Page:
15+ Volunteer fire departments save homes, residents from Guide Rock grass fire
Residents in Guide Rock, Nebraska are breathing a sigh of relief after their homes and livestock were saved from a fast growing grassfire on Thursday evening.
GUIDE ROCK, Neb. – (KLKN) A grass fire in Guide Rock, Nebraska threatened the lives of thousands of livestock and forced many of the 300 residents out of their homes Thursday afternoon.
“It was unbelievable,” says Guide Rock resident Katelyn Duffy. “It just kept going. The wind was blowing 60 in your face reminding you that this was not done.”
Like many others, Duffy was frightened and panicked when the fire began consuming her fields and property. She says while helping nearby neighbors move their cattle, she began to see the magnitude of the flames.
“I got north and then I realized the situation was way worse than what I had ever anticipated and realized I need to start moving my cows south before that fire got to us.”
Duffy and other community members scrambled to lay down fencing and open pens to save their livestock and allow them to get away from the flames on their own. Duffy’s husband, a volunteer firefighter for Guide Rock, called her several times telling her to leave the home.
“My husband called again and told me to get out, and I told him I’m not leaving until these calves get gates opened and they get a chance,” she tells Channel 8 News.
Duffy says she went to another of her properties nearby to retrieve a tractor, but more fear set it.
“That’s when I popped up over the hill and my house was covered in smoke. I couldn’t see, I didn’t know if we had a house…nothing,” she says. “But I had my kids safe, I had their clothes, my animals were safe. So, that’s all that mattered.”
Hours later, when she realized her home was saved, she was awestruck by the incredibly hard work of the local volunteer fire departments.
“It was pretty crazy,” says Kyle Ord, a member of the Red Cloud volunteer fire department. His crew was one of close to 20 nearby departments that came to Guide Rock to help contain the flames.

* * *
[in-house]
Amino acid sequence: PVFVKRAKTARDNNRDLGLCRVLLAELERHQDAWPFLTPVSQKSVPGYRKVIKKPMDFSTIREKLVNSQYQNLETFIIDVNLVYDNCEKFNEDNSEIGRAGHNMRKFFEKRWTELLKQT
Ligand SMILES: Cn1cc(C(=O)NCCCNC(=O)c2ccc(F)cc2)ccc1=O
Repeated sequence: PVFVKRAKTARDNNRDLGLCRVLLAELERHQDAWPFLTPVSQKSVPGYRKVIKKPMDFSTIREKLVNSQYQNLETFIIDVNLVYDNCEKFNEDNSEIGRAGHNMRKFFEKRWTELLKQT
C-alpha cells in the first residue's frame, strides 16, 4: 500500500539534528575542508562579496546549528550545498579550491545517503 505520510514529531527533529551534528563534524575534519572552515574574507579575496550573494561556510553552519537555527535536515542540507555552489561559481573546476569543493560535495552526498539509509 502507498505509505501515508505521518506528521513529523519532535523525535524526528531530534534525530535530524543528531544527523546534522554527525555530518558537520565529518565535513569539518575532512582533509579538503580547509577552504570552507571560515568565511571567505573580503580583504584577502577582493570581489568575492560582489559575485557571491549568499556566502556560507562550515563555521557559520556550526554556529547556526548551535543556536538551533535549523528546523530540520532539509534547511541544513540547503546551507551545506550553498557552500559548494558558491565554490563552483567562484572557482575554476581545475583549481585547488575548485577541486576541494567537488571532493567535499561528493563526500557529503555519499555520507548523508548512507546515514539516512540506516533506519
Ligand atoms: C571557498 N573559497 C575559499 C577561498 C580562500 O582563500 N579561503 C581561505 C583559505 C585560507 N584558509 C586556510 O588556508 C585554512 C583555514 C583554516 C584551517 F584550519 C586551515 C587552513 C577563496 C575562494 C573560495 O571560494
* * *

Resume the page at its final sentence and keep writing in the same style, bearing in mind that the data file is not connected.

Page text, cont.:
“There was times I couldn’t even see the ground outside the driver’s side of the pickup I was in. You kind of get lost where you’re at and before you know it the fire is half a mile away from you,” Ord says. “It just moves so quick and fast”
Ord says it wasn’t until 1 in the morning on Friday that he and his crew returned to their station and were able to clean the dirt and ash from their eyes and faces. But, through the night, the fire departments were able to contain the fire up to close to 90%, according to the Webster County Deputy Sheriff.
Ord says it was a community effort all around.
“I’m extremely proud, proud of our department in Red Cloud for what we did, all the departments that come to help out. We even had some concrete trucks full of water that come over and fill the ditches to help slow this thing down. It was an unreal feeling just everyone coming together for the common good, people they don’t know,” he says.
Along with the local fire departments, Duffy says she owes thank you’s to school staff who watched some of her children, including a bus driver who drove her daughter to grandma’s house.
“There’s so many communities that came together to help that. . . I know I wont ever be able to thank everybody.”
As of Friday, local fire departments were still working to put out hot spots and prevent a rekindle of the flames. Miraculously, no homes were damaged and no injuries were reported. The county’s Deputy Sheriff says a very small number of cattle were lost to the fire.